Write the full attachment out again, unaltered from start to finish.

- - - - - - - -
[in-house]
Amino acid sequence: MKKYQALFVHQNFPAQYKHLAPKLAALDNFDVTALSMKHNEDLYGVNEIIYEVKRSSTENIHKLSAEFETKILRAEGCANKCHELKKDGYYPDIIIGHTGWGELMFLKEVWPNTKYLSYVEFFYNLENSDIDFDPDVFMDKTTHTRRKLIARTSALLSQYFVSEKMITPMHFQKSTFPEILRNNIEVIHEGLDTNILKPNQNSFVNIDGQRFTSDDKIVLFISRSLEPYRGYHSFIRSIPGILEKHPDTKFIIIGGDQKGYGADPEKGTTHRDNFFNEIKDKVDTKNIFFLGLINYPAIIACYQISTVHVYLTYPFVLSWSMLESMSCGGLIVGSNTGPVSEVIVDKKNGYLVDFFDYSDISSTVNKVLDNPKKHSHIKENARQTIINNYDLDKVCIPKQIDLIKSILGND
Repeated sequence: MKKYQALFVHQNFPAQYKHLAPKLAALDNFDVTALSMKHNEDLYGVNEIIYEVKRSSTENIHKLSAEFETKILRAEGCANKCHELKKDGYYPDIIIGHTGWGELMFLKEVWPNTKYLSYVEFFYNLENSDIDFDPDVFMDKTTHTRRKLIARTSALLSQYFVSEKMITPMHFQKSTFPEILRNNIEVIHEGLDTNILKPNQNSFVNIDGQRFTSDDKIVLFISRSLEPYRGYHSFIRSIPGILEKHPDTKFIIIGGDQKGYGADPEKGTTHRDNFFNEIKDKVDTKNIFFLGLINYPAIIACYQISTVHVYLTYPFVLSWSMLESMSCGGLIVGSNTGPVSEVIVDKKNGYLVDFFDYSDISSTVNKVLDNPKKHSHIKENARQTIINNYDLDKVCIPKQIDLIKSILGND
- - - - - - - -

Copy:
[in-house]
Amino acid sequence: MKKYQALFVHQNFPAQYKHLAPKLAALDNFDVTALSMKHNEDLYGVNEIIYEVKRSSTENIHKLSAEFETKILRAEGCANKCHELKKDGYYPDIIIGHTGWGELMFLKEVWPNTKYLSYVEFFYNLENSDIDFDPDVFMDKTTHTRRKLIARTSALLSQYFVSEKMITPMHFQKSTFPEILRNNIEVIHEGLDTNILKPNQNSFVNIDGQRFTSDDKIVLFISRSLEPYRGYHSFIRSIPGILEKHPDTKFIIIGGDQKGYGADPEKGTTHRDNFFNEIKDKVDTKNIFFLGLINYPAIIACYQISTVHVYLTYPFVLSWSMLESMSCGGLIVGSNTGPVSEVIVDKKNGYLVDFFDYSDISSTVNKVLDNPKKHSHIKENARQTIINNYDLDKVCIPKQIDLIKSILGND
Repeated sequence: MKKYQALFVHQNFPAQYKHLAPKLAALDNFDVTALSMKHNEDLYGVNEIIYEVKRSSTENIHKLSAEFETKILRAEGCANKCHELKKDGYYPDIIIGHTGWGELMFLKEVWPNTKYLSYVEFFYNLENSDIDFDPDVFMDKTTHTRRKLIARTSALLSQYFVSEKMITPMHFQKSTFPEILRNNIEVIHEGLDTNILKPNQNSFVNIDGQRFTSDDKIVLFISRSLEPYRGYHSFIRSIPGILEKHPDTKFIIIGGDQKGYGADPEKGTTHRDNFFNEIKDKVDTKNIFFLGLINYPAIIACYQISTVHVYLTYPFVLSWSMLESMSCGGLIVGSNTGPVSEVIVDKKNGYLVDFFDYSDISSTVNKVLDNPKKHSHIKENARQTIINNYDLDKVCIPKQIDLIKSILGND